What Are Couplet Poems About?
A couplet poem contains two lines of simple, rhyming verse. Like limericks, couplets are often humorous with topics that are generally jovial but can also be deeply moving or symbolic. When used at the end of a sonnet, the couplet punctuates the poem with a final explanation or reveal.
As its name suggests, a couplet has two lines. The last word of each line rhymes, and both lines have the same meter. In poetry, meter generally refers to the number of syllables in each line and the way each syllable is accented.
My English teacher wants me to use imagination
So I go to math class and let my mind go on vacation!
While rhyming is the norm, not all couplets must rhyme to be considered true couplets.
Usage of Space
Couplets have to pack a lot of meaning into two short, concentrated lines. Some poets will use a single, two-line approach to make a distinctively profound statement that appears more resonant because of the white space surrounding the lines. Other poets will write several couplets in one poem, with each new couplet relying on the former to add meaning within a short, equally fulfilling space.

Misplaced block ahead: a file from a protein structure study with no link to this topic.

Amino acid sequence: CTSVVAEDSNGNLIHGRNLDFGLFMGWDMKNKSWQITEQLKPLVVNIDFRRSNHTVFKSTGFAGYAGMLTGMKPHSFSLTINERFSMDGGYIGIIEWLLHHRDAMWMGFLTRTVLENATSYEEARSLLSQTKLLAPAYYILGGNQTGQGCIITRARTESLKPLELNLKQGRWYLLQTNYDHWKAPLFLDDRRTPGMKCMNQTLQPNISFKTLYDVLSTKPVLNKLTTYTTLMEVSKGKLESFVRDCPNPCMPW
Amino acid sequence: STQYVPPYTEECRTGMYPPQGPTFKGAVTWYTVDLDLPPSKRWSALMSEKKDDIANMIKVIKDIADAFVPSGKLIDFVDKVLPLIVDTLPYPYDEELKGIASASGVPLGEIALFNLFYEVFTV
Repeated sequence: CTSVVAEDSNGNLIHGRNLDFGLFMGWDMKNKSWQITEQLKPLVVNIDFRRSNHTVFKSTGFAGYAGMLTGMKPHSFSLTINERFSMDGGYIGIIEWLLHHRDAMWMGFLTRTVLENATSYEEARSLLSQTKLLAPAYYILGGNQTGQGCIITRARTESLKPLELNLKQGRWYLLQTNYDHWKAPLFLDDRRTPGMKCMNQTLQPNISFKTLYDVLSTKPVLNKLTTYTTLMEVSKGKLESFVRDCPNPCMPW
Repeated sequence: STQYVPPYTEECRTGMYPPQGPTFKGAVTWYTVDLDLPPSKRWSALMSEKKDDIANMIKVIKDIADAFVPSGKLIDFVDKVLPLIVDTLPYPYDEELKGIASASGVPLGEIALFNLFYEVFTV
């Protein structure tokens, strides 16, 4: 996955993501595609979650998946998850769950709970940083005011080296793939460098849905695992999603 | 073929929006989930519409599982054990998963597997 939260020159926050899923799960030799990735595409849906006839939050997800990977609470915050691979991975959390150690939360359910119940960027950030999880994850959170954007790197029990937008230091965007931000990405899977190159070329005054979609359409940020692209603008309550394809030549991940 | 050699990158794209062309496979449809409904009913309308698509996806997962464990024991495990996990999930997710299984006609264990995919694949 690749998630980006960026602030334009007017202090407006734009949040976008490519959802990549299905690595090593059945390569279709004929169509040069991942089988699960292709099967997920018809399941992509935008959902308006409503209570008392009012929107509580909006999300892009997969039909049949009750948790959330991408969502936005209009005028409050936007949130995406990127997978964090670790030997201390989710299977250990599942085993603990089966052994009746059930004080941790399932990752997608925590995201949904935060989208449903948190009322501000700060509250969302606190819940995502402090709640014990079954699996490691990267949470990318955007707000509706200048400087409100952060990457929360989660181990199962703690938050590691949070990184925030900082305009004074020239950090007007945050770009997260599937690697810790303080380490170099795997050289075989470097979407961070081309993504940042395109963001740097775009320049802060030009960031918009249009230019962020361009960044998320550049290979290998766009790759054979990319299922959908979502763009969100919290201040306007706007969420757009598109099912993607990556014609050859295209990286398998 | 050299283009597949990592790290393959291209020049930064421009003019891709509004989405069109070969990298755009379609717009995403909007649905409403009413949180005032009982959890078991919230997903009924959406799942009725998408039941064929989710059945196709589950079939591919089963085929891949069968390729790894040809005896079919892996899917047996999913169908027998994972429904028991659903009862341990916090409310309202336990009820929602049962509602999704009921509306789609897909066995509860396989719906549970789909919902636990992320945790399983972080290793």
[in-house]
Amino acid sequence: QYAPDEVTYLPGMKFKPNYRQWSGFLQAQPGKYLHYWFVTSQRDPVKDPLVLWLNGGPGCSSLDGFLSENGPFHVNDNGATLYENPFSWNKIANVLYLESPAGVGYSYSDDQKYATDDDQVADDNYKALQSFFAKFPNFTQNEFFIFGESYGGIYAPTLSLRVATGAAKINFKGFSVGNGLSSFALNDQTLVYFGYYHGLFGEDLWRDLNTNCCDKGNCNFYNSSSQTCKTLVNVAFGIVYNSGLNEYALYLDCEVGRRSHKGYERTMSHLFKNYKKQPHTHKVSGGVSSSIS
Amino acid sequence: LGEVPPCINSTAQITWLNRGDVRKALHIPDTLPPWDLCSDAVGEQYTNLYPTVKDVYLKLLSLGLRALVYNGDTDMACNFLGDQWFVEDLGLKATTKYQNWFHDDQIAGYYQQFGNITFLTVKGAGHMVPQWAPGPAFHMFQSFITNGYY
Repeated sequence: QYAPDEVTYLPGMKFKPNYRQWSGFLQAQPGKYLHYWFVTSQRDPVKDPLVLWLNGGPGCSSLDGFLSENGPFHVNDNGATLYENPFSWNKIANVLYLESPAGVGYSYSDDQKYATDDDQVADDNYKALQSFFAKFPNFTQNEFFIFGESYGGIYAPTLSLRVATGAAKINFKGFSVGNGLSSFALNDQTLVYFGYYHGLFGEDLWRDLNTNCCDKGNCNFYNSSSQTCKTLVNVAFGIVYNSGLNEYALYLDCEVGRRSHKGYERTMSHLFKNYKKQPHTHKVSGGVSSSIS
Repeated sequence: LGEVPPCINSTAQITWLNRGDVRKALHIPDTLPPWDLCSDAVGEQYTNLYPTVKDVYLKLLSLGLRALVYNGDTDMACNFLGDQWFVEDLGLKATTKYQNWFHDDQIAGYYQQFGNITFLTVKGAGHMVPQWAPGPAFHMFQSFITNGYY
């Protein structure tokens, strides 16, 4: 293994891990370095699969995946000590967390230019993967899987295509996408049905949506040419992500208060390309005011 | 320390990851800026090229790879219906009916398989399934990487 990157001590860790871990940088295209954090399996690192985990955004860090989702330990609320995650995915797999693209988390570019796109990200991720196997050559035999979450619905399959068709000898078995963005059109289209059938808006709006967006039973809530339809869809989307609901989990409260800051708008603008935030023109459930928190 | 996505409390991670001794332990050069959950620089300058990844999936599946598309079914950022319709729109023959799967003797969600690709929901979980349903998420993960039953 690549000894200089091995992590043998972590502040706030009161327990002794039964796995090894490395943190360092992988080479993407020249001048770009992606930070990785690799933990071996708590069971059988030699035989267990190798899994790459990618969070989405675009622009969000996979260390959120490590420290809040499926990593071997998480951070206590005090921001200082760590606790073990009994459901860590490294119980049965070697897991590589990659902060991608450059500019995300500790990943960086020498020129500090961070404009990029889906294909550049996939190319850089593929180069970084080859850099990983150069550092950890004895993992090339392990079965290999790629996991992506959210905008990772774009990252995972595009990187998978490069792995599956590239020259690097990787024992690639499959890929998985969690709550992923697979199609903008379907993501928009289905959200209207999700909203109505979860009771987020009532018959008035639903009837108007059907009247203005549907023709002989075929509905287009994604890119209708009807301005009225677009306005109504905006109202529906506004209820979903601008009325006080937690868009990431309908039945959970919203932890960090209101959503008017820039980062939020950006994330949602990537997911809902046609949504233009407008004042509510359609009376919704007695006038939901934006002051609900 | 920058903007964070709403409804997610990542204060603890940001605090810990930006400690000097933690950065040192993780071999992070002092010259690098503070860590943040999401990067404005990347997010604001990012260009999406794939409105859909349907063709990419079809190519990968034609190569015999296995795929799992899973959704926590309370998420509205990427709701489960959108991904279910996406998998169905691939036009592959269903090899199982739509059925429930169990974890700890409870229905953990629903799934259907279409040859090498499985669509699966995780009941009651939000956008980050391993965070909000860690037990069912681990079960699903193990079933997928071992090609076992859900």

Couplets, like poetry, contain varying themes. The subject may be fun or serious, depending on the poet. Maxine Kumin's "Morning Swim" describes a woman's descent into water as a deeply symbolic event:
"Into my empty head there come
a cotton beach, a dock wherefrom
I set out, oily and nude
through mist in oily solitude."
Other couplets, such as Richard Steere's "On a Sea-Storm nigh the Coast," contain epic narrative:
"Wave after Wave in Hills each other Crowds,
As if the Deeps resolv'd to Storm the Clouds."
Sonnets and Couplets
A sonnet contains 14 lines that include three quatrains, or four-lined stanzas, followed by the final two-lined couplet. When used in sonnets, the role of a couplet is to provide the final reveal of the poem, the thesis or meaning of the story or the turning point in the narrative. Shakespeare is considered to be one the most famous sonnet writers of all time. In sonnet 18, Shakespeare ends with a couplet that sums up the final message of the sonnet:
"So long as men can breathe or eyes can see,
So long lives this, and this gives life to thee."
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